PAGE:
Worried India summons Australian envoy over attacks on Indian students
With more attacks being reported on Indian students in Australia on Friday, the Australian government assured India that the students would be protected from violence that is perceived to be racist and is leading to growing insecurity among more than 80,000 students.
Indian students in Melbourne are deeply concerned over the spate of attacks that has left one of them battling for life while another recuperates from a stab injury.
The friends and acquaintances of Sravan Kumar Theerthala, who was attacked with a screwdriver over the weekend, expressed their concern outside The Royal Melbourne Hospital where he is admitted.
"We are not feeling safe basically in Australia, we are not feeling safe at all," one of them told the Herald Sun.
Another Indian said: "They told us that it is a multicultural country you know, but after living here for three years, I will just say it is a multi-racism country you know."
Australian Foreign Minister Stephen Smith rang up his Indian counterpart SM Krishna and assured him that Indians would be protected from violence.
"Australian Foreign Minister Stephen Francis Smith spoke to me this (Friday) afternoon. He assured me that Indians would be protected from such attacks and the culprits would be brought to justice," Krishna told reporters in Bangalore.
"Australia is a peace-loving country. I think it is an isolated incident. I told the minister (Smith) to ensure the safety of Indians studying there. Measures are being taken to prevent such racial attacks against our students," the new foreign minister added.
The latest incident which came to light is of an Indian student Rajesh Kumar who sustained burn injuries after a petrol bomb was thrown into his apartment in Sydney. This incident took the number of such assaults in Australia to four in the past three weeks.
Australian Prime Minister Kevin Rudd also gave an assurance about the safety of international students.
"I am concerned about any act of violence in the streets and suburbs of Australia's cities and towns and particularly when we are obviously hosts to students from around the world," he said on Melbourne radio on Friday.
"It is appalling in every sense. Any act of violence, any decent human being just responds with horror at the sorts of attack which have occurred recently."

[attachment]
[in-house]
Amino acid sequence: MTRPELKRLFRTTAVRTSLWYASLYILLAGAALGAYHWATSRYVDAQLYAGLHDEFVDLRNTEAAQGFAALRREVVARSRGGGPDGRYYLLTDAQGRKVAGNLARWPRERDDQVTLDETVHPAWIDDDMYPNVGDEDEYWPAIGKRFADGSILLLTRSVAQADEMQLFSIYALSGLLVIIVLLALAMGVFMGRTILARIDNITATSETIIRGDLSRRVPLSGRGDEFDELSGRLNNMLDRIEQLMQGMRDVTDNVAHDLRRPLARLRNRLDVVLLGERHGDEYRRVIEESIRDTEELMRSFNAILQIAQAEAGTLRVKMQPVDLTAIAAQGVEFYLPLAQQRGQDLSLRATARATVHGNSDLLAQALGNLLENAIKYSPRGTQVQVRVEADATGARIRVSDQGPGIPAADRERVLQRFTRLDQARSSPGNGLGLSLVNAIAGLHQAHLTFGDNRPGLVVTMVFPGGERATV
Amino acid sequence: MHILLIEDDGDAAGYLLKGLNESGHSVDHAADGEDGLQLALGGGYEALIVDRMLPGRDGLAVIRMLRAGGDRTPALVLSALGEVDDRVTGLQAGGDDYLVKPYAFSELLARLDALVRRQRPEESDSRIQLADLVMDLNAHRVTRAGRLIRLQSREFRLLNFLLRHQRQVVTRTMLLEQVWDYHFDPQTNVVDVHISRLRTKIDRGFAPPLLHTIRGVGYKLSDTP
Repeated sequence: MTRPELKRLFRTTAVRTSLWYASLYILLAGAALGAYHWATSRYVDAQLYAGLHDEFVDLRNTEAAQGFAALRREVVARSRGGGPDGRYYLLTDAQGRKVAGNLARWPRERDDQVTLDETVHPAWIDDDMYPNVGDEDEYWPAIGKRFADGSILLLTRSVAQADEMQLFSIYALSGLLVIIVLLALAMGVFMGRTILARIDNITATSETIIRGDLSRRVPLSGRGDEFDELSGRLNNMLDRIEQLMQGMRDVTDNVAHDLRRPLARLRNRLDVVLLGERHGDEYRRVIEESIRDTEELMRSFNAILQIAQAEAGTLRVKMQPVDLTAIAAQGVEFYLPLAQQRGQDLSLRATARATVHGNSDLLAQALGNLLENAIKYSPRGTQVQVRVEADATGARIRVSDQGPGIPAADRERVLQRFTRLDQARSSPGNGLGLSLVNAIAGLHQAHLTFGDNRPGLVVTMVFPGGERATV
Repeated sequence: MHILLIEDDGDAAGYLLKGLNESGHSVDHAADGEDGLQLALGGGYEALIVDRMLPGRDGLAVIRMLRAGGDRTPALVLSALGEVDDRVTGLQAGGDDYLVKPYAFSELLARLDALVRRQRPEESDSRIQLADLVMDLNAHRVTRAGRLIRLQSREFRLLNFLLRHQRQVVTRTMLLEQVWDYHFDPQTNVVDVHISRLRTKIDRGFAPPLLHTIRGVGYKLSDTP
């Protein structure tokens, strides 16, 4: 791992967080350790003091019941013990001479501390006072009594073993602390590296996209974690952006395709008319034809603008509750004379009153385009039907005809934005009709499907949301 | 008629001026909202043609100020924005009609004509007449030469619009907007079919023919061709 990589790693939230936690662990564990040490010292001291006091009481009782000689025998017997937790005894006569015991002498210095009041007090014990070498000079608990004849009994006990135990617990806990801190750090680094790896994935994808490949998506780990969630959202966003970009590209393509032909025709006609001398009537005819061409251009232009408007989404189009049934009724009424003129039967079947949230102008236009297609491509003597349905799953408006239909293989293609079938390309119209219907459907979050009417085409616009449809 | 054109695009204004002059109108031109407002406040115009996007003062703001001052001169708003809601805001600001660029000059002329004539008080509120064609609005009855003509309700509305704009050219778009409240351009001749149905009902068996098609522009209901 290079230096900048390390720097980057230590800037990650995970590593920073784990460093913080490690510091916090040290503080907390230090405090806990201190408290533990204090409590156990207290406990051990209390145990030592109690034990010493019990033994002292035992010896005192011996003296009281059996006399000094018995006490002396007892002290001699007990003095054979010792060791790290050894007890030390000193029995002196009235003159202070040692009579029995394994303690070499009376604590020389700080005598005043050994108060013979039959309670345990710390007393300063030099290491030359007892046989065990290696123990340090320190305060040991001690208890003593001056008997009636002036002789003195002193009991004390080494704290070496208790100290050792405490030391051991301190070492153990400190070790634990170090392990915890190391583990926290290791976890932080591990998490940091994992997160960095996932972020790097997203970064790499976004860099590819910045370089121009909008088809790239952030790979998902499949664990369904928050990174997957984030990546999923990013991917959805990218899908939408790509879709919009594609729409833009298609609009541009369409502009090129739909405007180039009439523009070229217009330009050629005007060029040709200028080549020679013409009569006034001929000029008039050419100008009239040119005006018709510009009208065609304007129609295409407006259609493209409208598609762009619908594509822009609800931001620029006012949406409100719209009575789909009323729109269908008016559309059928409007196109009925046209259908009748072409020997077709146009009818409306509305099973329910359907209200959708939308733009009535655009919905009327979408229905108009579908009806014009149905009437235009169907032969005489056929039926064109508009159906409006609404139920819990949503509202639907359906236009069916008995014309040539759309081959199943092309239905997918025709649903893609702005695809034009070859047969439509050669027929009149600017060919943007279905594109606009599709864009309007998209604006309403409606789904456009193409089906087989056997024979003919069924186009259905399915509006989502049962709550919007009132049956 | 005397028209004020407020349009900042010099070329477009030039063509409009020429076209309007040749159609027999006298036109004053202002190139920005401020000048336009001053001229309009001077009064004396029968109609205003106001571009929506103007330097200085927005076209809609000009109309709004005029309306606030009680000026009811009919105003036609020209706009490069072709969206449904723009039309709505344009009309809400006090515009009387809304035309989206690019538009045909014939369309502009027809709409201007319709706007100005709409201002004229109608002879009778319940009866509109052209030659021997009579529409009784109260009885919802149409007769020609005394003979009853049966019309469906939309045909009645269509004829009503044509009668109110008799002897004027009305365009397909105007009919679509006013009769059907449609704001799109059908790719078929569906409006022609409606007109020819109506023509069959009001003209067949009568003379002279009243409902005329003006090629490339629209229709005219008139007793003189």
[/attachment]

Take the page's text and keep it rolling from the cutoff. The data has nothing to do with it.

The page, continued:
In New Delhi, India summoned Australian High Commissioner John McCarthy and urged him to take concrete steps to prevent repetition of such incidents that have cast a shadow over Australia's reputation as a destination for foreign students.
A day after the attack on Theerthala, an Indian student was stabbed during what appeared to be a robbery. He was in hospital for four days. There were three more attacks in early May, including two on Indian taxi drivers.
N. Ravi, secretary (east) in India's foreign ministry, met the Australian envoy and sought assurance about the safety of Indian students in Australia.
The envoy assured that the state government of Victoria has taken a number of steps to ensure that these attacks do not take place again.
The envoy, however, differed with the growing perception that these attacks were racist in nature.
"I have not seen the evidence that they were racist, but I wasn't there, I wouldn't discount it. Some racism exists in Australia, it's appalling, we condemn it," McCarthy told reporters after the meeting.
He added that the Australian police had made several arrests in the attacks.
Australian police officers have said these attacks were not driven by racial hostility, but India's High Commissioner Sujatha Singh on Friday said: ""Our students feel that the attacks on some of them have been motivated racially".
"I do not think that Australia is a racist society. However there are certain elements who have attacked these students and some of these attacks have not been opportunistic."
"They have been motivated by other considerations which is unfortunate because it does not reflect the true face of Australia.
There would be increased patrols around trouble spots in Melbourne to curb these attacks, she said after meeting the police officials in Melbourne.
She said that she has received several e-mails in the past few days asking whether Australia is a safe place to study. "That shows you that many prospective students coming to Australia do have this question on their mind."
The recent attacks have sparked outrage in India. The Australian government sprang into action with a series of preventive measures after New Delhi mounted pressure on Canberra this week.
Sujatha Singh also met the premier of Victoria John Brumby and discussed safety and security of the Indian community in Victoria, the province of which Melbourne is the capital.
Brumby underlined that violence against the Indian community is "completely unacceptable and should not be tolerated".